Russia: Kuenssburg outlines impact sanctions will have on the UK
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German Finance Minister Christian Lindner told the Maischberger talk show on Thursday that Berlin is hesitant about cutting Russia off from SWIFT because it would mean that there is a high risk Germany will no longer be supplied with gas or raw materials. It is believed France and Italy also opposed SWIFT sanctions behind closed doors. German Chancellor Olaf Scholz said Germany opposed cutting off Russia’s access to the payment system at this point, but suggested such a step could follow at a later stage.
Germany’s position is in stark contrast with Britain’s. Defence Secretary Ben Wallace said on Friday the UK would like to cut Russia off from the system and will continue to lobby reluctant allies to take that step.
He told the BBC: “We would like to go further. We’d like to do the SWIFT system – that is the financial system that allows the Russians to move money around the world to receive payments for its gas – but … these are international organisations and if not every country wants them to be thrown out of the SWIFT system, it becomes difficult.”
Ukraine’s foreign minister Dmytro Kuleba voiced his anger on Thursday ahead of an EU decision not to cut Russia off from SWIFT. He tweeted: “I will not be diplomatic on this topic. Anyone who now doubts whether Russia should be excluded from SWIFT must understand that the blood of innocent Ukrainian men, women and children will be on their hands. Disconnect Russia from SWIFT!”
US President Joe Biden said on Thursday that while United States and European Union opted not to cut Russia off, they could revisit the issue.
SWIFT is a messaging network widely used by banks to send and receive money transfer orders or information. It is based in Belgium and overseen by central banks in the US, Japan and Europe.
However, the head of Russian banking giant VTB has said he could use other methods, including phones, messaging apps or email, instead of SWIFT. Russian banks might also direct payments via countries which have not imposed sanctions.
Foreign ministers of the Baltic states, which were once ruled from Moscow but are now members of Nato and the EU, called on Thursday to stop Russia’s access to SWIFT.
However, other EU member states are reluctant to make such a move because while it would hit Russian banks hard, it would make it tough for European creditors to get their money back. Russia has also been building up an alternative payment system.
Western allies announced sanctions on Russian banks to members of the country’s elites in response to Russia invading Ukraine despite months of diplomatic dialogue.
Mr Wallace said Britain would continue to lobby its allies to win support for a move on SWIFT, adding: “We will work all the magic, do everything we can in diplomacy.”
Bruno Le Maire, French Finance Minister, said on Friday that the option of cutting off Russia from the SWIFT global interbank payments system remained open, but he viewed the move as a “last resort”.
Mr Scholz ordered the withdrawal of a key document needed for certification of the Nord Stream 2 gas pipeline earlier this week.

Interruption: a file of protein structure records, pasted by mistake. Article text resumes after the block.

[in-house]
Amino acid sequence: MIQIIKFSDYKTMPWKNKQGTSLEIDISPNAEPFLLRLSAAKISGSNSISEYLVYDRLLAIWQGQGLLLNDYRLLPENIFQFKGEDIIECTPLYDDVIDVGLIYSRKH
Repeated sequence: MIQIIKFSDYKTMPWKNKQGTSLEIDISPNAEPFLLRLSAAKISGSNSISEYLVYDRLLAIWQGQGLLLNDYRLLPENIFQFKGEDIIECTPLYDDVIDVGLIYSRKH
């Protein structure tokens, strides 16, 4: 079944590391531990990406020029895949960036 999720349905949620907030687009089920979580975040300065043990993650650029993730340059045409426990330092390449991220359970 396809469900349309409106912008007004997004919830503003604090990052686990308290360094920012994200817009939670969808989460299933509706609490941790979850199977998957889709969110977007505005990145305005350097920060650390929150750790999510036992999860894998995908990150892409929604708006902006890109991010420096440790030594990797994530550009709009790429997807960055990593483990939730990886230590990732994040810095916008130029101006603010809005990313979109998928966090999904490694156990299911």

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The pipeline would have carried Russian gas to Germany, bypassing Ukraine and Poland on a route through the Baltic Sea.
Germany’s leader was hit with a barrage of calls from Western allies to scrap the £8 billion project before Russia invaded Ukraine on Thursday.
Former German Chancellor Angela Merkel was criticised for striking the pipeline deal with Mr Putin in the first place.
Bill Browder, the CEO of Hermitage Capital, speaking before the invasion, said: “Germany fears Russian gas retaliation if war breaks out.
“Maybe their leaders should have thought of that a decade ago and diversified when Russia started cutting off gas the first time.
“Instead the Germans built Nord Stream 2 to become even more dependent.”
Meanwhile, Ukrainian President Volodymyr Zelenskyy said on Friday that continued Russian aggression against his country showed sanctions imposed on Moscow by the West were not enough.
Following a late-night European Council meeting on the situation in Ukraine, European Commission president Ursula von der Leyen announced a package of further sanctions.
This included financial, energy and technological sanctions aimed to deter Mr Putin from redrawing the map of Europe by force.
She tweeted: “These events mark the beginning of a new era. Putin is trying to subjugate a friendly European country. He is trying to redraw the map of Europe by force. He must and he will fail.”
UK sanctions introduced include measures to hit five more oligarchs, including the Russian president’s former son-in-law. More than 100 businesses and individuals will also be targeted.
Prime Minister Boris Johnson said he was sanctioning all the major manufacturers that support Putin’s war machine, will ban Aeroflot from touching down in the UK and will freeze the assets of all major Russian banks, including VTB.
Mr Biden also delivered further measures to target Russian banks, oligarchs and high-tech sectors, with more troops deployed to Germany to bolster Nato.
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